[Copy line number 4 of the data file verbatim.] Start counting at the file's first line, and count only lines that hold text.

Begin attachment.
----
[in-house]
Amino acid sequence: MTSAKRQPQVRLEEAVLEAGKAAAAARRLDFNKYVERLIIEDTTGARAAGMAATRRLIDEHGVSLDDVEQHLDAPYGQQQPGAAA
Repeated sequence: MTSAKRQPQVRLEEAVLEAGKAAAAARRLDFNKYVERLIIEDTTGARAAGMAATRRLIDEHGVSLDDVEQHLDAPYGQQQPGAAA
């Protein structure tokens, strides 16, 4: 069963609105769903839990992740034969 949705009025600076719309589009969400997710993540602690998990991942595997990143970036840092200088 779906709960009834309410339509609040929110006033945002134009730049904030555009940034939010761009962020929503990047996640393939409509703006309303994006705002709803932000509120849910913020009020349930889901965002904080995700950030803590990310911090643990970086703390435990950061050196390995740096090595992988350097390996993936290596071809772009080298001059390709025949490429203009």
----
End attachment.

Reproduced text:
């Protein structure tokens, strides 16, 4: 069963609105769903839990992740034969 949705009025600076719309589009969400997710993540602690998990991942595997990143970036840092200088 779906709960009834309410339509609040929110006033945002134009730049904030555009940034939010761009962020929503990047996640393939409509703006309303994006705002709803932000509120849910913020009020349930889901965002904080995700950030803590990310911090643990970086703390435990950061050196390995740096090595992988350097390996993936290596071809772009080298001059390709025949490429203009």